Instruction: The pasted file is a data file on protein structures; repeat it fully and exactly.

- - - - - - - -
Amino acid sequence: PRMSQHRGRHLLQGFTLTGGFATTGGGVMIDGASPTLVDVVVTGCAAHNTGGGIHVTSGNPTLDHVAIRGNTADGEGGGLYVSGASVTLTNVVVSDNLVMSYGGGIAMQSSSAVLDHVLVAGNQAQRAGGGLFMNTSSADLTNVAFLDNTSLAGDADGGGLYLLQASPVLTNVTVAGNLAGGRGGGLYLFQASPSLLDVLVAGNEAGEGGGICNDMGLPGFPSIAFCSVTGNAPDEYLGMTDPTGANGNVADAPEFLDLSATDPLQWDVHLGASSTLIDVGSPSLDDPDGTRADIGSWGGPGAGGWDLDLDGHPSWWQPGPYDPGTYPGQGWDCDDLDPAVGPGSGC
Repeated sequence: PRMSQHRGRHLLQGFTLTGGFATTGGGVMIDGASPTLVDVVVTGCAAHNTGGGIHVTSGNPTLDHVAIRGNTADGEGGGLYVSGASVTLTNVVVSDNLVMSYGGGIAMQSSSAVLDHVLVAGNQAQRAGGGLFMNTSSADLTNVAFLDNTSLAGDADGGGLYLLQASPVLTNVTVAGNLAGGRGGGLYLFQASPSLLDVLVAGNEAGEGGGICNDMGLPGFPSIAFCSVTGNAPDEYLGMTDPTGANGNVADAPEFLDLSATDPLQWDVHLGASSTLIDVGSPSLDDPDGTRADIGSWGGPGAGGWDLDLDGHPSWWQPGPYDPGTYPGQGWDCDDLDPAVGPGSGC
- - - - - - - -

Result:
Amino acid sequence: PRMSQHRGRHLLQGFTLTGGFATTGGGVMIDGASPTLVDVVVTGCAAHNTGGGIHVTSGNPTLDHVAIRGNTADGEGGGLYVSGASVTLTNVVVSDNLVMSYGGGIAMQSSSAVLDHVLVAGNQAQRAGGGLFMNTSSADLTNVAFLDNTSLAGDADGGGLYLLQASPVLTNVTVAGNLAGGRGGGLYLFQASPSLLDVLVAGNEAGEGGGICNDMGLPGFPSIAFCSVTGNAPDEYLGMTDPTGANGNVADAPEFLDLSATDPLQWDVHLGASSTLIDVGSPSLDDPDGTRADIGSWGGPGAGGWDLDLDGHPSWWQPGPYDPGTYPGQGWDCDDLDPAVGPGSGC
Repeated sequence: PRMSQHRGRHLLQGFTLTGGFATTGGGVMIDGASPTLVDVVVTGCAAHNTGGGIHVTSGNPTLDHVAIRGNTADGEGGGLYVSGASVTLTNVVVSDNLVMSYGGGIAMQSSSAVLDHVLVAGNQAQRAGGGLFMNTSSADLTNVAFLDNTSLAGDADGGGLYLLQASPVLTNVTVAGNLAGGRGGGLYLFQASPSLLDVLVAGNEAGEGGGICNDMGLPGFPSIAFCSVTGNAPDEYLGMTDPTGANGNVADAPEFLDLSATDPLQWDVHLGASSTLIDVGSPSLDDPDGTRADIGSWGGPGAGGWDLDLDGHPSWWQPGPYDPGTYPGQGWDCDDLDPAVGPGSGC